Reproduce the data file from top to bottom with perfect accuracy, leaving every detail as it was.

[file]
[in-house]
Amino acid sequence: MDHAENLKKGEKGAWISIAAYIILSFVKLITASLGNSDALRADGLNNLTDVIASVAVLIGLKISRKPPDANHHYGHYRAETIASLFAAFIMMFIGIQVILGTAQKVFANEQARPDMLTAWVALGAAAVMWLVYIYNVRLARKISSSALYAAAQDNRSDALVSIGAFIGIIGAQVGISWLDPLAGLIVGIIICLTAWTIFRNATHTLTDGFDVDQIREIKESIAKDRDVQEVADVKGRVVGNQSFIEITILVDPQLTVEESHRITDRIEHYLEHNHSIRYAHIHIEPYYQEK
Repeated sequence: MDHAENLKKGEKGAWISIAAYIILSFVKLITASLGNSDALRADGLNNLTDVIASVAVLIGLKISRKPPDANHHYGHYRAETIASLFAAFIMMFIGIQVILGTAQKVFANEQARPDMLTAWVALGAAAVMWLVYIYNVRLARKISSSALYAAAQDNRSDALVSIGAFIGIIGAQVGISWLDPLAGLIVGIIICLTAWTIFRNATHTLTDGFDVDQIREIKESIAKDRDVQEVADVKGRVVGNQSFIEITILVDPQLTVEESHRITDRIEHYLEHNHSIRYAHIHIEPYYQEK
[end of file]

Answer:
[in-house]
Amino acid sequence: MDHAENLKKGEKGAWISIAAYIILSFVKLITASLGNSDALRADGLNNLTDVIASVAVLIGLKISRKPPDANHHYGHYRAETIASLFAAFIMMFIGIQVILGTAQKVFANEQARPDMLTAWVALGAAAVMWLVYIYNVRLARKISSSALYAAAQDNRSDALVSIGAFIGIIGAQVGISWLDPLAGLIVGIIICLTAWTIFRNATHTLTDGFDVDQIREIKESIAKDRDVQEVADVKGRVVGNQSFIEITILVDPQLTVEESHRITDRIEHYLEHNHSIRYAHIHIEPYYQEK
Repeated sequence: MDHAENLKKGEKGAWISIAAYIILSFVKLITASLGNSDALRADGLNNLTDVIASVAVLIGLKISRKPPDANHHYGHYRAETIASLFAAFIMMFIGIQVILGTAQKVFANEQARPDMLTAWVALGAAAVMWLVYIYNVRLARKISSSALYAAAQDNRSDALVSIGAFIGIIGAQVGISWLDPLAGLIVGIIICLTAWTIFRNATHTLTDGFDVDQIREIKESIAKDRDVQEVADVKGRVVGNQSFIEITILVDPQLTVEESHRITDRIEHYLEHNHSIRYAHIHIEPYYQEK